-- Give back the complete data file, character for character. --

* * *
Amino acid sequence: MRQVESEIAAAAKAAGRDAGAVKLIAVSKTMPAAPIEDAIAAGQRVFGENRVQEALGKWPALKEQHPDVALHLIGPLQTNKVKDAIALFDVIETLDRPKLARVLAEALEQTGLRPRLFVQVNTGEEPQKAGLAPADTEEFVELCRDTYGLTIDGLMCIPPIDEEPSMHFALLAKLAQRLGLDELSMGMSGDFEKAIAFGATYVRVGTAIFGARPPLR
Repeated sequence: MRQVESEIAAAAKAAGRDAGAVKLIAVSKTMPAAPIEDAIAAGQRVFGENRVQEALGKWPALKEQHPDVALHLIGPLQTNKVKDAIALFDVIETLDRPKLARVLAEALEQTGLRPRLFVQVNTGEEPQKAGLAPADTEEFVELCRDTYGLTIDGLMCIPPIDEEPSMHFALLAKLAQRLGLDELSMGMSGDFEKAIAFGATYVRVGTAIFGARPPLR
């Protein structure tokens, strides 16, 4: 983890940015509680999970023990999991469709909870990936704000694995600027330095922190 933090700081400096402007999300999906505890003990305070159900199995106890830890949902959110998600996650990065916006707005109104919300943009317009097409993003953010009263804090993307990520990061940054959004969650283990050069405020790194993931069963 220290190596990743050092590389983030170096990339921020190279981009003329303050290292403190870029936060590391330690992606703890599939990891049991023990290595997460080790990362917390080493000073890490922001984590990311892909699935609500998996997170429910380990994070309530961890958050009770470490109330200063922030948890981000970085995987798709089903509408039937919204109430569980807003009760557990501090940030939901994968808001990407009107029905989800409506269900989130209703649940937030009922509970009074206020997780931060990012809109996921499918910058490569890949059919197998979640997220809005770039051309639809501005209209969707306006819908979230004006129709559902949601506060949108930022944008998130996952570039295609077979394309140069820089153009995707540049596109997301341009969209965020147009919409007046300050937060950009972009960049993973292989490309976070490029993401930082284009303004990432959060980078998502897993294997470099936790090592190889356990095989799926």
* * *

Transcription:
Amino acid sequence: MRQVESEIAAAAKAAGRDAGAVKLIAVSKTMPAAPIEDAIAAGQRVFGENRVQEALGKWPALKEQHPDVALHLIGPLQTNKVKDAIALFDVIETLDRPKLARVLAEALEQTGLRPRLFVQVNTGEEPQKAGLAPADTEEFVELCRDTYGLTIDGLMCIPPIDEEPSMHFALLAKLAQRLGLDELSMGMSGDFEKAIAFGATYVRVGTAIFGARPPLR
Repeated sequence: MRQVESEIAAAAKAAGRDAGAVKLIAVSKTMPAAPIEDAIAAGQRVFGENRVQEALGKWPALKEQHPDVALHLIGPLQTNKVKDAIALFDVIETLDRPKLARVLAEALEQTGLRPRLFVQVNTGEEPQKAGLAPADTEEFVELCRDTYGLTIDGLMCIPPIDEEPSMHFALLAKLAQRLGLDELSMGMSGDFEKAIAFGATYVRVGTAIFGARPPLR
């Protein structure tokens, strides 16, 4: 983890940015509680999970023990999991469709909870990936704000694995600027330095922190 933090700081400096402007999300999906505890003990305070159900199995106890830890949902959110998600996650990065916006707005109104919300943009317009097409993003953010009263804090993307990520990061940054959004969650283990050069405020790194993931069963 220290190596990743050092590389983030170096990339921020190279981009003329303050290292403190870029936060590391330690992606703890599939990891049991023990290595997460080790990362917390080493000073890490922001984590990311892909699935609500998996997170429910380990994070309530961890958050009770470490109330200063922030948890981000970085995987798709089903509408039937919204109430569980807003009760557990501090940030939901994968808001990407009107029905989800409506269900989130209703649940937030009922509970009074206020997780931060990012809109996921499918910058490569890949059919197998979640997220809005770039051309639809501005209209969707306006819908979230004006129709559902949601506060949108930022944008998130996952570039295609077979394309140069820089153009995707540049596109997301341009969209965020147009919409007046300050937060950009972009960049993973292989490309976070490029993401930082284009303004990432959060980078998502897993294997470099936790090592190889356990095989799926």